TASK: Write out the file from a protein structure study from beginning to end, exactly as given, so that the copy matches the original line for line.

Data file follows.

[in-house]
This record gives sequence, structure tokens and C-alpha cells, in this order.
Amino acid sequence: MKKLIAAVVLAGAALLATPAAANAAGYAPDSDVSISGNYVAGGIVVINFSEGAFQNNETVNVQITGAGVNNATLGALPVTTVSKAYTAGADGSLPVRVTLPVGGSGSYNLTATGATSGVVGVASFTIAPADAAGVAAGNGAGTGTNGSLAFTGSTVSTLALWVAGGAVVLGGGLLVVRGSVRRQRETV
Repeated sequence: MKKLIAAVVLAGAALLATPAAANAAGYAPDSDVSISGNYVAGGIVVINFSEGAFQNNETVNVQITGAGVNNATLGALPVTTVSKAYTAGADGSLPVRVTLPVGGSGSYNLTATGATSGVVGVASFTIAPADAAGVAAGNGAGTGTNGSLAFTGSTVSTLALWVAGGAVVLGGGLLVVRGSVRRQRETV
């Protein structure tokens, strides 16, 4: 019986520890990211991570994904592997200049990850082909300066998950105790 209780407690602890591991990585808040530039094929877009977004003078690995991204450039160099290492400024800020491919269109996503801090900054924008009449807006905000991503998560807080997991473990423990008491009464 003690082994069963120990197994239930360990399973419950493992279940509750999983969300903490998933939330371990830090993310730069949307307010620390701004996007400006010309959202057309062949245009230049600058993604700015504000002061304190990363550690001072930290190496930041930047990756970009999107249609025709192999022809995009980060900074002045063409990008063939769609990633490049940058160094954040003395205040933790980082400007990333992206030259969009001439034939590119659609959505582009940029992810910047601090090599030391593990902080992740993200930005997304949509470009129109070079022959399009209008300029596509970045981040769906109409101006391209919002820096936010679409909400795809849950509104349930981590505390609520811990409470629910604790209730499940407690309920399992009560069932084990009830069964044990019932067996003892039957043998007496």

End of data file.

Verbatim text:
[in-house]
This record gives sequence, structure tokens and C-alpha cells, in this order.
Amino acid sequence: MKKLIAAVVLAGAALLATPAAANAAGYAPDSDVSISGNYVAGGIVVINFSEGAFQNNETVNVQITGAGVNNATLGALPVTTVSKAYTAGADGSLPVRVTLPVGGSGSYNLTATGATSGVVGVASFTIAPADAAGVAAGNGAGTGTNGSLAFTGSTVSTLALWVAGGAVVLGGGLLVVRGSVRRQRETV
Repeated sequence: MKKLIAAVVLAGAALLATPAAANAAGYAPDSDVSISGNYVAGGIVVINFSEGAFQNNETVNVQITGAGVNNATLGALPVTTVSKAYTAGADGSLPVRVTLPVGGSGSYNLTATGATSGVVGVASFTIAPADAAGVAAGNGAGTGTNGSLAFTGSTVSTLALWVAGGAVVLGGGLLVVRGSVRRQRETV
């Protein structure tokens, strides 16, 4: 019986520890990211991570994904592997200049990850082909300066998950105790 209780407690602890591991990585808040530039094929877009977004003078690995991204450039160099290492400024800020491919269109996503801090900054924008009449807006905000991503998560807080997991473990423990008491009464 003690082994069963120990197994239930360990399973419950493992279940509750999983969300903490998933939330371990830090993310730069949307307010620390701004996007400006010309959202057309062949245009230049600058993604700015504000002061304190990363550690001072930290190496930041930047990756970009999107249609025709192999022809995009980060900074002045063409990008063939769609990633490049940058160094954040003395205040933790980082400007990333992206030259969009001439034939590119659609959505582009940029992810910047601090090599030391593990902080992740993200930005997304949509470009129109070079022959399009209008300029596509970045981040769906109409101006391209919002820096936010679409909400795809849950509104349930981590505390609520811990409470629910604790209730499940407690309920399992009560069932084990009830069964044990019932067996003892039957043998007496």